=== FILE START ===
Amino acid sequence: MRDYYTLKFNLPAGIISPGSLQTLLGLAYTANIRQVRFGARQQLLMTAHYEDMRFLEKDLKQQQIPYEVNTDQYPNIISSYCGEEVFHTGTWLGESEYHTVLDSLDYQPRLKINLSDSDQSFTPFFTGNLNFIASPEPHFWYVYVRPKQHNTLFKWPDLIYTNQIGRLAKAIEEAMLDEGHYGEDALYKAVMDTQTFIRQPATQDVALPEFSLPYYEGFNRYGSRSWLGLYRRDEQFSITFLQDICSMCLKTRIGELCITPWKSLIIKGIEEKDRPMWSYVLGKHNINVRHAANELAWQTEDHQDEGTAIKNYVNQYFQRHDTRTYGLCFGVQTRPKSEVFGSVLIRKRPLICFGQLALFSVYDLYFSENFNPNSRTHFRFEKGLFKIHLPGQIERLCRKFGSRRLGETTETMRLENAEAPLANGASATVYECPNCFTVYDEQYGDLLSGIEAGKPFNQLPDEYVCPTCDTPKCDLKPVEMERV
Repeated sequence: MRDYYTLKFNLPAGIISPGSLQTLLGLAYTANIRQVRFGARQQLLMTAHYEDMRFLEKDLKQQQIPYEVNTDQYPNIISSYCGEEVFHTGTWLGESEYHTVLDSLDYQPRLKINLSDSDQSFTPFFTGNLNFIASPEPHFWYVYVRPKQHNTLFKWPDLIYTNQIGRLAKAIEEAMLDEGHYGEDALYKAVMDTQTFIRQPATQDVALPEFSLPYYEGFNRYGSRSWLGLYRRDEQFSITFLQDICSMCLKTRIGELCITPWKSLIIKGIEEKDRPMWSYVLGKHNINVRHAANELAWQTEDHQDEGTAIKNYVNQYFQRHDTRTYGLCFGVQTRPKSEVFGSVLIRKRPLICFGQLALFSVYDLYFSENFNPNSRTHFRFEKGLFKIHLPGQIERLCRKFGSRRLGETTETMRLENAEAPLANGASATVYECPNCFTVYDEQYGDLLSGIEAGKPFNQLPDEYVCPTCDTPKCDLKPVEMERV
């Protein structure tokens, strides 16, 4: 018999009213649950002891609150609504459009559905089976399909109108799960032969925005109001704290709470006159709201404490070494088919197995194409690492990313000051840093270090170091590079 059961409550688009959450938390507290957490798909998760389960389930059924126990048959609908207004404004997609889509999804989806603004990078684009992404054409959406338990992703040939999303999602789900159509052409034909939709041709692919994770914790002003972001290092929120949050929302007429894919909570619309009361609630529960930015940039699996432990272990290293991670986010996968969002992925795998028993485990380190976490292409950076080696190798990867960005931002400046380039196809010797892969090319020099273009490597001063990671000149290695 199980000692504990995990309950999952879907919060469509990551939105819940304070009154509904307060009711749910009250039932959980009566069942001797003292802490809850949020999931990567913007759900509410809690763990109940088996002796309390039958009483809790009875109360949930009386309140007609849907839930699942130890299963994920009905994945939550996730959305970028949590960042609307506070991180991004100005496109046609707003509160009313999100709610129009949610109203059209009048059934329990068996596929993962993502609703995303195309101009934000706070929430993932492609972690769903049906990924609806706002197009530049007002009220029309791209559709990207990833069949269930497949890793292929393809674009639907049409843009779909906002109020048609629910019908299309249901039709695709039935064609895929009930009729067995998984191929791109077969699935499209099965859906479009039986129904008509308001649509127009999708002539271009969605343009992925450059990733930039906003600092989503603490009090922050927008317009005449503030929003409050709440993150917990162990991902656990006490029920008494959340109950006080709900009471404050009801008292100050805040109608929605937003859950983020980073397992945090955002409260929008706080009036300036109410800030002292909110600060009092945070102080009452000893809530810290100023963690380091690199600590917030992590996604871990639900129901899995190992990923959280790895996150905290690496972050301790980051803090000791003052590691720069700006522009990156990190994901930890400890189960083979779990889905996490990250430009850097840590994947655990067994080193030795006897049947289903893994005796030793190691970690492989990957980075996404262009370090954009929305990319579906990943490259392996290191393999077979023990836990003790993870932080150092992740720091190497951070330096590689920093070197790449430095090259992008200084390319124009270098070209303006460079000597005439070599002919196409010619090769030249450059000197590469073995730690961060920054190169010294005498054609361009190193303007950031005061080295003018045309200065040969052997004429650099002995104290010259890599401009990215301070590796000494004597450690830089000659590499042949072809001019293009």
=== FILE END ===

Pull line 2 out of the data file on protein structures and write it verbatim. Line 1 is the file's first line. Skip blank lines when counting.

Repeated sequence: MRDYYTLKFNLPAGIISPGSLQTLLGLAYTANIRQVRFGARQQLLMTAHYEDMRFLEKDLKQQQIPYEVNTDQYPNIISSYCGEEVFHTGTWLGESEYHTVLDSLDYQPRLKINLSDSDQSFTPFFTGNLNFIASPEPHFWYVYVRPKQHNTLFKWPDLIYTNQIGRLAKAIEEAMLDEGHYGEDALYKAVMDTQTFIRQPATQDVALPEFSLPYYEGFNRYGSRSWLGLYRRDEQFSITFLQDICSMCLKTRIGELCITPWKSLIIKGIEEKDRPMWSYVLGKHNINVRHAANELAWQTEDHQDEGTAIKNYVNQYFQRHDTRTYGLCFGVQTRPKSEVFGSVLIRKRPLICFGQLALFSVYDLYFSENFNPNSRTHFRFEKGLFKIHLPGQIERLCRKFGSRRLGETTETMRLENAEAPLANGASATVYECPNCFTVYDEQYGDLLSGIEAGKPFNQLPDEYVCPTCDTPKCDLKPVEMERV